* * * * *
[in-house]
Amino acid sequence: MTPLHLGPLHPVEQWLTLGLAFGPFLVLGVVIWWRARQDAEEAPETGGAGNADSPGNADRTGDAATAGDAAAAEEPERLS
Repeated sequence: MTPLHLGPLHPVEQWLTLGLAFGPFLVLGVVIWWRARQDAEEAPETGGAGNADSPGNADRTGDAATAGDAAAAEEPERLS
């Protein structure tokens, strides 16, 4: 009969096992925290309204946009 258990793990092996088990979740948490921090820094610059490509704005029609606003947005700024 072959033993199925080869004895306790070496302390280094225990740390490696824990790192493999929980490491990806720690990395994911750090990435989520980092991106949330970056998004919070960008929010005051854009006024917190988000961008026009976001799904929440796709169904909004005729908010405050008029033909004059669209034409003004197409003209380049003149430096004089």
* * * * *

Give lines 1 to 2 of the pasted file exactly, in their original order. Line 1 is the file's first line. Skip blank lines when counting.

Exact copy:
[in-house]
Amino acid sequence: MTPLHLGPLHPVEQWLTLGLAFGPFLVLGVVIWWRARQDAEEAPETGGAGNADSPGNADRTGDAATAGDAAAAEEPERLS